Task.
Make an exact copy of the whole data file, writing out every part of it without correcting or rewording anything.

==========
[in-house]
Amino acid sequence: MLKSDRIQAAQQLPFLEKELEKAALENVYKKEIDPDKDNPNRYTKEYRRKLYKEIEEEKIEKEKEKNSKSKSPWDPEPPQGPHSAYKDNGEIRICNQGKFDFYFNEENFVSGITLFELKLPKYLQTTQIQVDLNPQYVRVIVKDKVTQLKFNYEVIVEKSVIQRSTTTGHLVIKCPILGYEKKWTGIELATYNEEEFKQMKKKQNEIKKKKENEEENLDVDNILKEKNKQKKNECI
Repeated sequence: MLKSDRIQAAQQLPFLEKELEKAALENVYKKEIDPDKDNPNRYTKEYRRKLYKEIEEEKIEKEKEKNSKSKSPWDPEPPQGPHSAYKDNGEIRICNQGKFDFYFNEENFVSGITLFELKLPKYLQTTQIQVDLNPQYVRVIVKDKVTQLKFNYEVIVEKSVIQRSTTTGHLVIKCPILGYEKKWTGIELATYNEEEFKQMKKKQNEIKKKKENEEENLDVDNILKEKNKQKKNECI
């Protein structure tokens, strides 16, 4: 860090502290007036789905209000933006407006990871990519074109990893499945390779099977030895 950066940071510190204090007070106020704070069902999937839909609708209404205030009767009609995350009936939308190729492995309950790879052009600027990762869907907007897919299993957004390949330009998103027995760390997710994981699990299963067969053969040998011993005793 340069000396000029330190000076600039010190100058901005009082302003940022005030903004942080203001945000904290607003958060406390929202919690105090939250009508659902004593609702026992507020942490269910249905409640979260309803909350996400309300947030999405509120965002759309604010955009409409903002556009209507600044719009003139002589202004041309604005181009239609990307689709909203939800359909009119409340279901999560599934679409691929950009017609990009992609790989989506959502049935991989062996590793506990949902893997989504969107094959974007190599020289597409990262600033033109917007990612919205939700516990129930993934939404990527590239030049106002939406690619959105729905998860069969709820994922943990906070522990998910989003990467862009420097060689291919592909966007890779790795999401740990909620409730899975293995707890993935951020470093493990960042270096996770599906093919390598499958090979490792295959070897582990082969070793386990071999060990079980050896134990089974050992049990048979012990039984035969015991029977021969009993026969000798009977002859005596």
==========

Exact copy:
[in-house]
Amino acid sequence: MLKSDRIQAAQQLPFLEKELEKAALENVYKKEIDPDKDNPNRYTKEYRRKLYKEIEEEKIEKEKEKNSKSKSPWDPEPPQGPHSAYKDNGEIRICNQGKFDFYFNEENFVSGITLFELKLPKYLQTTQIQVDLNPQYVRVIVKDKVTQLKFNYEVIVEKSVIQRSTTTGHLVIKCPILGYEKKWTGIELATYNEEEFKQMKKKQNEIKKKKENEEENLDVDNILKEKNKQKKNECI
Repeated sequence: MLKSDRIQAAQQLPFLEKELEKAALENVYKKEIDPDKDNPNRYTKEYRRKLYKEIEEEKIEKEKEKNSKSKSPWDPEPPQGPHSAYKDNGEIRICNQGKFDFYFNEENFVSGITLFELKLPKYLQTTQIQVDLNPQYVRVIVKDKVTQLKFNYEVIVEKSVIQRSTTTGHLVIKCPILGYEKKWTGIELATYNEEEFKQMKKKQNEIKKKKENEEENLDVDNILKEKNKQKKNECI
């Protein structure tokens, strides 16, 4: 860090502290007036789905209000933006407006990871990519074109990893499945390779099977030895 950066940071510190204090007070106020704070069902999937839909609708209404205030009767009609995350009936939308190729492995309950790879052009600027990762869907907007897919299993957004390949330009998103027995760390997710994981699990299963067969053969040998011993005793 340069000396000029330190000076600039010190100058901005009082302003940022005030903004942080203001945000904290607003958060406390929202919690105090939250009508659902004593609702026992507020942490269910249905409640979260309803909350996400309300947030999405509120965002759309604010955009409409903002556009209507600044719009003139002589202004041309604005181009239609990307689709909203939800359909009119409340279901999560599934679409691929950009017609990009992609790989989506959502049935991989062996590793506990949902893997989504969107094959974007190599020289597409990262600033033109917007990612919205939700516990129930993934939404990527590239030049106002939406690619959105729905998860069969709820994922943990906070522990998910989003990467862009420097060689291919592909966007890779790795999401740990909620409730899975293995707890993935951020470093493990960042270096996770599906093919390598499958090979490792295959070897582990082969070793386990071999060990079980050896134990089974050992049990048979012990039984035969015991029977021969009993026969000798009977002859005596």